Technology has a fortunate history of improving welfare. Despite the fears of generations past, new waves of technology have historically displaced some workers but on average maintained or even grown the employment rate, complementing rather than replacing human labor. There is, however, an active debate about whether we should expect this trend to continue, as an increasing number of economic and computer science scholars believe that future technological development, in the form of artificial intelligence, is likely to break the fortunate trend.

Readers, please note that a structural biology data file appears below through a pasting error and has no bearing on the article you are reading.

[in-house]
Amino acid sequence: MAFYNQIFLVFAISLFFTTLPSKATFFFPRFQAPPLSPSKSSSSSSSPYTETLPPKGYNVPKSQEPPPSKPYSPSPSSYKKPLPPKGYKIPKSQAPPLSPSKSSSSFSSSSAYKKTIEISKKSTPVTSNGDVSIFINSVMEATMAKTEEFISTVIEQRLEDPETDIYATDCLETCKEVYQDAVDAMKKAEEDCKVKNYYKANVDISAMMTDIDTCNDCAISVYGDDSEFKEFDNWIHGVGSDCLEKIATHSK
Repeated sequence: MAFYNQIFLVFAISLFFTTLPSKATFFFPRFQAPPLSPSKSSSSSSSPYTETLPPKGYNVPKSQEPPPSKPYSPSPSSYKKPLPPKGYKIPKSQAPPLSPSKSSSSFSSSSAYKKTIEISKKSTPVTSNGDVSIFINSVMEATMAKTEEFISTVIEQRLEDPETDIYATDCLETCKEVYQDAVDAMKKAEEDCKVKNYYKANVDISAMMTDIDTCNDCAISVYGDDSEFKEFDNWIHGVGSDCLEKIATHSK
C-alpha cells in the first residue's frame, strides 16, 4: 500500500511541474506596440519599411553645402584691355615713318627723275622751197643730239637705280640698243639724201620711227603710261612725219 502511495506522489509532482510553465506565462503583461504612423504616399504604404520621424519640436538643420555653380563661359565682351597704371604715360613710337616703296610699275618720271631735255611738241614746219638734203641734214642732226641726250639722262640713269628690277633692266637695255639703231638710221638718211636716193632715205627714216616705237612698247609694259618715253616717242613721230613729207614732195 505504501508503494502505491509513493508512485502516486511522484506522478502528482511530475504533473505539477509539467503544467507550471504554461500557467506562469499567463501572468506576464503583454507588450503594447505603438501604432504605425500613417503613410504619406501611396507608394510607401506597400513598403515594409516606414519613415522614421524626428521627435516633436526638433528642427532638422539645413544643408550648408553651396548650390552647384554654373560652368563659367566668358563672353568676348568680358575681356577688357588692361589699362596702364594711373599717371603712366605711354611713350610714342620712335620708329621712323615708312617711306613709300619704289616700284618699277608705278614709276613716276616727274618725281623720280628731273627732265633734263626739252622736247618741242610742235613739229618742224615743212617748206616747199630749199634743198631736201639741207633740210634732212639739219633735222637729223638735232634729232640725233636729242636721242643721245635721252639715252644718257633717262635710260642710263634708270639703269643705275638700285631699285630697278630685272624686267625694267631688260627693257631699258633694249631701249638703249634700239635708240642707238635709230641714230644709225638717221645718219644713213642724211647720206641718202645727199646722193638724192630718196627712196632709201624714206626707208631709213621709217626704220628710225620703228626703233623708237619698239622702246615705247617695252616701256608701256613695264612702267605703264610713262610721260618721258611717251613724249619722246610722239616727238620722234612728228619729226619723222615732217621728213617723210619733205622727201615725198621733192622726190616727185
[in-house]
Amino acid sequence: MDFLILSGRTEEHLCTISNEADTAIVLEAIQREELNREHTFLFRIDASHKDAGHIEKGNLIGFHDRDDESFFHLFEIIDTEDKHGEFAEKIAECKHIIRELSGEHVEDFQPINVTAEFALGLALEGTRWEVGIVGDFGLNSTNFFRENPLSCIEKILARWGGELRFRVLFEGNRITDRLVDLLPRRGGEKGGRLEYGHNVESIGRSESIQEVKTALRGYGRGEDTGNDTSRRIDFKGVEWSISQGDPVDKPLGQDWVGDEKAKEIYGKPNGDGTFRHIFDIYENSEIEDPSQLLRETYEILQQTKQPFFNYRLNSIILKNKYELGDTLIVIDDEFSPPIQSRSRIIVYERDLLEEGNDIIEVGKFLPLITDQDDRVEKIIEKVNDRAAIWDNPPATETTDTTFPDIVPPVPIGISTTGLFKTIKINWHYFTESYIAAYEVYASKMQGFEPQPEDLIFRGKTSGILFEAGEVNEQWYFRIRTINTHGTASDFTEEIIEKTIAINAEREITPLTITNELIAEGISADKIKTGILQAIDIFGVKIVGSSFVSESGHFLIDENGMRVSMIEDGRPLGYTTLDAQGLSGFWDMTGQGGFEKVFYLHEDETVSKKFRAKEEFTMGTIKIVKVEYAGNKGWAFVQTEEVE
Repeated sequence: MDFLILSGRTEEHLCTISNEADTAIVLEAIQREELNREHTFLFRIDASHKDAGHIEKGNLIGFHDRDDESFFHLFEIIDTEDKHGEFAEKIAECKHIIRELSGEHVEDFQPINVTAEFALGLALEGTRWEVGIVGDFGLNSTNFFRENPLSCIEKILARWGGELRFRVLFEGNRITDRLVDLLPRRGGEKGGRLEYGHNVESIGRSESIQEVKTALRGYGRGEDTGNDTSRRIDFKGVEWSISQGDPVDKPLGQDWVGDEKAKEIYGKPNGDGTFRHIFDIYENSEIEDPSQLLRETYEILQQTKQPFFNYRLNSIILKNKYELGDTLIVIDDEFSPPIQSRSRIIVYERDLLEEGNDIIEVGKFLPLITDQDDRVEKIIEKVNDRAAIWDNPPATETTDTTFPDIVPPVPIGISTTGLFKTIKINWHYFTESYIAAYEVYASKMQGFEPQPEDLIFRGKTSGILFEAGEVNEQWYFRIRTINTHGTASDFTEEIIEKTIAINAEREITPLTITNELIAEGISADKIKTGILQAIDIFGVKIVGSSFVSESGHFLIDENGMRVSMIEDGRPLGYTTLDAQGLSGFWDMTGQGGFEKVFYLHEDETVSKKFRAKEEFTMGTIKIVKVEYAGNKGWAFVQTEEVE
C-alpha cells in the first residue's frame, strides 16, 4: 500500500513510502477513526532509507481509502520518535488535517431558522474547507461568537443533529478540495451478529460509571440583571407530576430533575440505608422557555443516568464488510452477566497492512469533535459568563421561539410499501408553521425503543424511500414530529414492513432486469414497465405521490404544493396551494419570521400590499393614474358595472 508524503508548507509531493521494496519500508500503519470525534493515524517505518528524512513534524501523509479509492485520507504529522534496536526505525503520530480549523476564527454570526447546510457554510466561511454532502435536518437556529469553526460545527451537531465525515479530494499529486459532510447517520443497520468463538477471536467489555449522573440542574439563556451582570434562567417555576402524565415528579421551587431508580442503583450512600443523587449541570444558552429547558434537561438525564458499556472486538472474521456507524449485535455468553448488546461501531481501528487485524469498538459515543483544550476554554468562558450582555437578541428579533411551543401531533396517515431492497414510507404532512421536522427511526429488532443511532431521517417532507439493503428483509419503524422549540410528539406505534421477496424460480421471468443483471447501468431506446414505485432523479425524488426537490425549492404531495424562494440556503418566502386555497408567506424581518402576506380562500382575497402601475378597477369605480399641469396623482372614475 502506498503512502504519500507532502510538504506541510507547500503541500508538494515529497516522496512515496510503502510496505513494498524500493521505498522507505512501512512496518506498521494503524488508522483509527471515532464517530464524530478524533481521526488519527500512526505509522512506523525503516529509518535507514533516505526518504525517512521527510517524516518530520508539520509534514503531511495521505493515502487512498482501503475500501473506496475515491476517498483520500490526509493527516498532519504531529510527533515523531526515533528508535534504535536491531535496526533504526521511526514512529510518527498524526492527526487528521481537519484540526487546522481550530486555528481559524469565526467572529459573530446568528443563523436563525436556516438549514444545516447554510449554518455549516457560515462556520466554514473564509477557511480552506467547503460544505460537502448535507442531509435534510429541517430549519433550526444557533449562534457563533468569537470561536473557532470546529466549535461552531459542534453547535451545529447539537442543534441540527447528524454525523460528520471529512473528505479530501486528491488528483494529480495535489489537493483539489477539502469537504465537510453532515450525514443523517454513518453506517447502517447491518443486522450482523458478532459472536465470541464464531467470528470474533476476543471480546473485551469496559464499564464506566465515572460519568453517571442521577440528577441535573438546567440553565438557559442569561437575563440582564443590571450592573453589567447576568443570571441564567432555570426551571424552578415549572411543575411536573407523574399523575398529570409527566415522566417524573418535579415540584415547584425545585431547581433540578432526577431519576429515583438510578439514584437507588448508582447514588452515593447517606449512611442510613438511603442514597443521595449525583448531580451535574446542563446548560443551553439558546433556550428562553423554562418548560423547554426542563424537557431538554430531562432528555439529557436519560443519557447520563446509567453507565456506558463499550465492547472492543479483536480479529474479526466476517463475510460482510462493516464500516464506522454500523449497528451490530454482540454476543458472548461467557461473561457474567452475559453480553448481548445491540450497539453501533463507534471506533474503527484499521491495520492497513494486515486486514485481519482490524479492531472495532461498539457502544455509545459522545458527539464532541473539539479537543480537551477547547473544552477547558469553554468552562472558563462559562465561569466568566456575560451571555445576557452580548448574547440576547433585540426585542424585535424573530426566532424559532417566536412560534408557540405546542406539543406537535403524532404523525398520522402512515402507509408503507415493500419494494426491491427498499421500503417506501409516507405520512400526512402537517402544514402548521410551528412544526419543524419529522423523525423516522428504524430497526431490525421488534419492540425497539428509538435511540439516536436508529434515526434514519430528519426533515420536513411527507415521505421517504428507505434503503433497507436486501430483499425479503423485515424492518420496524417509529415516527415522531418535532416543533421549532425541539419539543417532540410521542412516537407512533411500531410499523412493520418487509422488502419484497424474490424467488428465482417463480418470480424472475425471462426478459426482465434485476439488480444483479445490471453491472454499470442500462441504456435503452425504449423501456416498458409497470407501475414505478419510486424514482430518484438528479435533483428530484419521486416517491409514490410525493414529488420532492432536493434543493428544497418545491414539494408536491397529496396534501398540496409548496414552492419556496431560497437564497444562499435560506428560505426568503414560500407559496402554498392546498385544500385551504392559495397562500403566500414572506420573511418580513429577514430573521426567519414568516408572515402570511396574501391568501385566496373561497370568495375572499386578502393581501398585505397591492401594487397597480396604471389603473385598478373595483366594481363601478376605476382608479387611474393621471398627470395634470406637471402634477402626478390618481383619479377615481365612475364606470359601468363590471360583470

In this paper I briefly describe artificial intelligence and consider both sides of the debate. Then, taking the pessimist’s view of job displacement, I try to lay the framework for quantitatively predicting the impact of increasing automation on the labor market. I borrow from prediction science literature, focusing on describing the scope, meaning, and timeline of the technology’s development. In this context, this describes the kinds of skills of which artificial intelligences are likely to be capable, how these skills appear in jobs, and when such technologies are likely to exist and become adopted in the workplace. I then break each section into the five factors the McKinsey Global Institute deems necessary conditions for the adoption of artificial intelligences in the place of humans, and discuss them in turn. I conclude by applying the framework to the example occupation of wait-staff, making predictions while voicing reservations about the predictions and areas for further investigation.